Author Greg Herren’s Exciting New Chapter
February 2, 2022 QueerFofty.com
Greg Herren is one of America’s most prolific gay male writers. Not surprisingly, he spent his pandemic writing. His two new books have very different but highly provocative themes.
Herren sat down with Queer Forty to talk about those books, turning 60 in a pandemic, the politics of reading in a time of GOP book banning and breaking ground to make a path for other writers. If you Google Greg Herren, the first thing you’ll see is a bright splash of book covers filling your screen. Lots and lots of book covers. Herren has authored and edited nearly 70 books. He has just added two new titles to his already prodigious retinue: Bury Me in Shadows and “#shedeservedit,” both books with personal resonance for him.
He is the author of the beloved, award-winning Scotty Bradley and Chanse MacLeod mystery series, a series of erotic books under the pen name Todd Gregory, an award-winning collection of essays after Hurricane Katrina and numerous stand alone novels, including his two newest books. When Queer Forty interviewed Herren by phone from his home in New Orleans, he spoke at length about the complexities of writing about race as a Southerner, campus sexual assault as a man who’s a feminist ally, and being a gay writer in what is still a largely straight milieu.
Born in Alabama, Herren is a child of the South. He explained how that personal history compelled “Bury Me in Shadows.” The novel details how college student Jake Chapman ends up in the hospital after a bad breakup and an ensuing drug-and-alcohol binge. The fallout means Jake must either go into rehab or spend the summer at his dying grandmother’s decaying home in rural Alabama.
On the land that his been in Jake’s family since before the Civil War are the ruins of the old plantation house. In this supernatural thriller, Herren juxtaposes ghosts of the past and 21st century realities like a meth lab hidden in the same woods as the plantation to interrogate what really happened in the South in the years leading up to the Civil War, America’s original sin of slavery and of course, the complexities of being young and gay in unwelcoming terrain.
Herren, an avid reader, has been enmeshed in history since childhood, reading historical fiction voraciously. “Bury Me in Shadows” is a stellar rendering of both historical content, which Herren researched thoroughly at length, and the vivid conflicts history presents to us now—as the battles over Critical Race Theory explicate so clearly.
“We have this mythology about our country and American exceptionalism that is not honest and has so many layers to it,” said Herren. “I was raised with that Lost Cause mythology, that’s why I wrote Bury Me in Shadows. Just the thought of owning another human—it’s horrifying, it’s unconscionable.”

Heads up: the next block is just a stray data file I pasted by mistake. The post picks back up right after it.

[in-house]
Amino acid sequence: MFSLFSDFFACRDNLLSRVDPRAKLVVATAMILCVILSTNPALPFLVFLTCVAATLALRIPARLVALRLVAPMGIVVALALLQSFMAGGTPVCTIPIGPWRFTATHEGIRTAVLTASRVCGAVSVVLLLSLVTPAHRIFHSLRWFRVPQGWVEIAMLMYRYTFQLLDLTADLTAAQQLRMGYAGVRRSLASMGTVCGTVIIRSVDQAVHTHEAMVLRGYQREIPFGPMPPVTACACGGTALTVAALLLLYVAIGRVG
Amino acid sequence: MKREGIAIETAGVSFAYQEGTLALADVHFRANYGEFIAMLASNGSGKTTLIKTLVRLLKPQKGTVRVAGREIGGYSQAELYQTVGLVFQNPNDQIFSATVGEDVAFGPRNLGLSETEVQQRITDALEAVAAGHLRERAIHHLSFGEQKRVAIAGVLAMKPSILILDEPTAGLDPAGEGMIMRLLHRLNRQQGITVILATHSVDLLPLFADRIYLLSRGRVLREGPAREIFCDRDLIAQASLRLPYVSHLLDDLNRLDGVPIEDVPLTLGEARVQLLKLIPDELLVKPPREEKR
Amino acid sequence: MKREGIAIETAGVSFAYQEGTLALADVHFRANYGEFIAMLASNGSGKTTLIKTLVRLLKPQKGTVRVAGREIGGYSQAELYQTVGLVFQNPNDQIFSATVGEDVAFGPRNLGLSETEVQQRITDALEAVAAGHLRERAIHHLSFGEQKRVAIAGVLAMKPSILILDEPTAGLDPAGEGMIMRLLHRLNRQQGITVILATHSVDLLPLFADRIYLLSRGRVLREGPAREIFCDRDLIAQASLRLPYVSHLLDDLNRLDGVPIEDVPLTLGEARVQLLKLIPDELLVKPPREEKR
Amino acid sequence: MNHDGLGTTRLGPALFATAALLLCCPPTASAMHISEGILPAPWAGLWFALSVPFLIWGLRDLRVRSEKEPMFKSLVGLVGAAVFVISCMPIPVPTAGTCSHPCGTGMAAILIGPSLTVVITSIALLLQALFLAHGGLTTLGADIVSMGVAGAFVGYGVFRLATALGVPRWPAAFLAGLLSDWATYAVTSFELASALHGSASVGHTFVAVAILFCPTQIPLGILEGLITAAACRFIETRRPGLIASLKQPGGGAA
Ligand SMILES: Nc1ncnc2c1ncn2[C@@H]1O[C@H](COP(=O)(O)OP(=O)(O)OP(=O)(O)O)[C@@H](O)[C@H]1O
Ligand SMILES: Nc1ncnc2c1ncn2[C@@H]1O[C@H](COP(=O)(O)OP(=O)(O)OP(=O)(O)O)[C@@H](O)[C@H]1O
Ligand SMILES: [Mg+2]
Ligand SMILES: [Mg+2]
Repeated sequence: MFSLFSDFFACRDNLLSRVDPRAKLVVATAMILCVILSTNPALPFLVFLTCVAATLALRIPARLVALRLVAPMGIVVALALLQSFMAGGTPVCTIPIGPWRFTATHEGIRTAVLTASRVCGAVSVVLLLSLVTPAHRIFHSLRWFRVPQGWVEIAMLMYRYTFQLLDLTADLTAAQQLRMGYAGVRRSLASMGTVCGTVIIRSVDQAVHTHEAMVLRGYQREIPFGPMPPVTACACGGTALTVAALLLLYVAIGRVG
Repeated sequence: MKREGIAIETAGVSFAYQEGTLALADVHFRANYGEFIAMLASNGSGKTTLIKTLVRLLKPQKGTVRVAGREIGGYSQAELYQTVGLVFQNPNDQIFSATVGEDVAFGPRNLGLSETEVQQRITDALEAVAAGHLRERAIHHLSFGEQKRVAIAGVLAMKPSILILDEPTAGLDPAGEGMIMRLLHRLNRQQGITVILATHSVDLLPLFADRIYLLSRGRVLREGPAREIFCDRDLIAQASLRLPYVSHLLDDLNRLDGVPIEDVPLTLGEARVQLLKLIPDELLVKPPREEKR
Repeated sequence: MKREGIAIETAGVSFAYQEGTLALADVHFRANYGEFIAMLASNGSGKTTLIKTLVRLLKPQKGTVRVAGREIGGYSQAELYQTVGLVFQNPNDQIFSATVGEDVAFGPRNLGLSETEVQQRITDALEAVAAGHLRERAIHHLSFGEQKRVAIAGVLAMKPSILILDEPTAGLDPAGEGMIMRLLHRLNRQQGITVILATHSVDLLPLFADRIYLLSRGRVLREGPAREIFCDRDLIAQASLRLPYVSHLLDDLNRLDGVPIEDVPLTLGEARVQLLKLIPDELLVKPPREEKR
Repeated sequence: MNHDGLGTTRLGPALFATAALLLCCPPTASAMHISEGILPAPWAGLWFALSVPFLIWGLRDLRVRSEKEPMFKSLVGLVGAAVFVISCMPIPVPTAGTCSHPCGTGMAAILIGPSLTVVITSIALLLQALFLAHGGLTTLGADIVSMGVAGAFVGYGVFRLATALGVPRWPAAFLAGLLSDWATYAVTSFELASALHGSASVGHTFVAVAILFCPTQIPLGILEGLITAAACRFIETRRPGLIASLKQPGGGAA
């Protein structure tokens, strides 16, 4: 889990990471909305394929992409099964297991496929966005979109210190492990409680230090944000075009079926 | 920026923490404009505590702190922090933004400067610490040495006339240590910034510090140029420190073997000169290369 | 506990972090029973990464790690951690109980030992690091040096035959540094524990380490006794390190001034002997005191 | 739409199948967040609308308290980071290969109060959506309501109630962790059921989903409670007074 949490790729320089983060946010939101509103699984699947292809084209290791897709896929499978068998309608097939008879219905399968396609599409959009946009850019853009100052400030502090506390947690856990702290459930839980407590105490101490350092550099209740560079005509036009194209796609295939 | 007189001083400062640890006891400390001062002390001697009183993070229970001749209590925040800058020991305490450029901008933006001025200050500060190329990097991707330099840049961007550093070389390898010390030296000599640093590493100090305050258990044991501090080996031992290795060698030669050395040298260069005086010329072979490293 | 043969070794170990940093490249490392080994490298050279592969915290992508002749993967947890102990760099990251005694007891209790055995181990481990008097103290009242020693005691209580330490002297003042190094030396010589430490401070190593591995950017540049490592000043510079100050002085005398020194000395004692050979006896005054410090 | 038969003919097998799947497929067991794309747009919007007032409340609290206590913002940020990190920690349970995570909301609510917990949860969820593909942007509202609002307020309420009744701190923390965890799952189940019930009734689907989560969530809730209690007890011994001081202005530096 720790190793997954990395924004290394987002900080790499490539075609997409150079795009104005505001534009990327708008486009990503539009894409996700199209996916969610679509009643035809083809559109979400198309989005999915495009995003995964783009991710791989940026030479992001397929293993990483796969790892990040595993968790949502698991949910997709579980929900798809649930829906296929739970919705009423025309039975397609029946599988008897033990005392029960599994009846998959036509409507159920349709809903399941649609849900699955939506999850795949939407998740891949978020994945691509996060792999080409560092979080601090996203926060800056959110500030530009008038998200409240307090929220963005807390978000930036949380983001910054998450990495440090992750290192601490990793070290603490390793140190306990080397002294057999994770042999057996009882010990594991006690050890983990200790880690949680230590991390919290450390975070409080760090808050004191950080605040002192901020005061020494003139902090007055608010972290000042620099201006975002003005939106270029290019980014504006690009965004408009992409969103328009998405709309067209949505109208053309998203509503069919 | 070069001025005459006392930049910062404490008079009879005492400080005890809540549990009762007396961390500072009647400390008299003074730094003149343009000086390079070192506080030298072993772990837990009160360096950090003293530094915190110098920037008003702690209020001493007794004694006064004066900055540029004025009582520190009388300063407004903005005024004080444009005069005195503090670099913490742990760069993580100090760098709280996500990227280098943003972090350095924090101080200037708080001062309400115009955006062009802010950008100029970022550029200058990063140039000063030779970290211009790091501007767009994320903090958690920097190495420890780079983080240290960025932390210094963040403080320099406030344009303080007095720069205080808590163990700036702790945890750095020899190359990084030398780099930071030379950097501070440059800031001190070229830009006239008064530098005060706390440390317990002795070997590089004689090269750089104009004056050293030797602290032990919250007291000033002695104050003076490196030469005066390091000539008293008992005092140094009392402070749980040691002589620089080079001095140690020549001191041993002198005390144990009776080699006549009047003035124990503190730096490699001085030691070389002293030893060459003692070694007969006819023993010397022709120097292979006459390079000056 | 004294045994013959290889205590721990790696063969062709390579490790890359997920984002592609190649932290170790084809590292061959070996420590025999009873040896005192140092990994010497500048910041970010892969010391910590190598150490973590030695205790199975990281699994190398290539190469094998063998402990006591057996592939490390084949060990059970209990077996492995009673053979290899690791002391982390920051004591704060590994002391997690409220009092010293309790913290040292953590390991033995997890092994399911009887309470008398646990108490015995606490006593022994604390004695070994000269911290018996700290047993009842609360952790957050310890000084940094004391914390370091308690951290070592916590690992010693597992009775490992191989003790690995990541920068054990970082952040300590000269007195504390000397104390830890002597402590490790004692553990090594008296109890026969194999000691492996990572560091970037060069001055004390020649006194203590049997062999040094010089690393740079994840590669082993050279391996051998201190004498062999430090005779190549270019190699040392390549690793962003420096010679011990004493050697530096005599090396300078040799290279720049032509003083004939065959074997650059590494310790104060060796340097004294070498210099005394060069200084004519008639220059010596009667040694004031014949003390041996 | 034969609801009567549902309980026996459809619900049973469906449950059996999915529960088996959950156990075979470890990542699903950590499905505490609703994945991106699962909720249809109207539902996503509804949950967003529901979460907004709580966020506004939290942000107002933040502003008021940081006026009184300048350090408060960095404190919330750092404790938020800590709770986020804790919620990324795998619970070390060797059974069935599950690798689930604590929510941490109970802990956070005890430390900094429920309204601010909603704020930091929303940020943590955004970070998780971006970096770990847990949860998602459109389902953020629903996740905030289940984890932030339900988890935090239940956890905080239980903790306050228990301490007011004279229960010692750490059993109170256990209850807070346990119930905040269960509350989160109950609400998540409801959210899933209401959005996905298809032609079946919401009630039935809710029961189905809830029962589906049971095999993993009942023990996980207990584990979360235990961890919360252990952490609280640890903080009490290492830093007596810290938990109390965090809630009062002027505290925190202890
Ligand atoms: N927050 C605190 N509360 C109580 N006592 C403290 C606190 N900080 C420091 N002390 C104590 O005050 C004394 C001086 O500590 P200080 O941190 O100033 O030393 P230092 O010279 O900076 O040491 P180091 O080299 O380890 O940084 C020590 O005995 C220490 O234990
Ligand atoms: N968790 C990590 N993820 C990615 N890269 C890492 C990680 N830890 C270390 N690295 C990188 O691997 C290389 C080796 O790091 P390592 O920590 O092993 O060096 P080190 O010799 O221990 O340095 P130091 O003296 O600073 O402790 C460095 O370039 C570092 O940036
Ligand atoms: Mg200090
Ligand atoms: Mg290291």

Herren details how in the South the Civil War is still referred to as the War of Northern Aggression. That terminology was crafted by segregationists in the Jim Crow era who claimed efforts to end segregation were comparable to 19th-century efforts to abolish slavery.
“It was very hard to write that book,” Herren said, “without thinking about these stories—revisionist histories that were taught to me about the [Civil] War.” Or without making what seems to Northerners obvious points of historical fact: “The Yankees didn’t own people, they didn’t fire on the flag.”
Herren said this language of protecting the mythology of the Civil War has become a major facet of the argument against Critical Race Theory “white Southerners just don’t want to hear about accountability for slavery.” He says the Southern version of slavery and the Civil War “bears no semblance to actual history and is why Southerners are so enraged over Critical Race Theory—it disrupts their narrative.”
“Bury Me in Shadows” is categorized as a young adult (Y/A) novel. Herren has written close to a dozen of those. He said, “The Y/A and stand alone books that I write are books that I would have liked to have read when I was a kid.”
Part of the politics of writing, Herren explained, is creating a canon where none previously existed—like books for young LGBTQ people. “I want to write stories for the kids who no one wrote for,” he says. He added, “For example, not all teen aged gay boys are pretty like the straight writers of gay Y/A write them.” Herren thinks that cis het coopting of gay and other LGBTQ narratives is problematic for queer readers. He notes that Own Voices—books about characters from under-represented/marginalized groups in which the author shares the same identity—somehow doesn’t get applied when the characters are LGBTQ.
“I don’t want to tell stories about Black, Latino and Asian teenagers because it’s not my place. But if it’s a white suburban cis het housewife doing the writing about white queer boys it’s okay, apparently. These books by straight writers about gay teens are about fantasy gay boys. They don’t want to think about actual gay boys and the smells and the leaks. They idealize it all when what we really need is reality for real teens reading these books–scenes and experiences they can relate to.”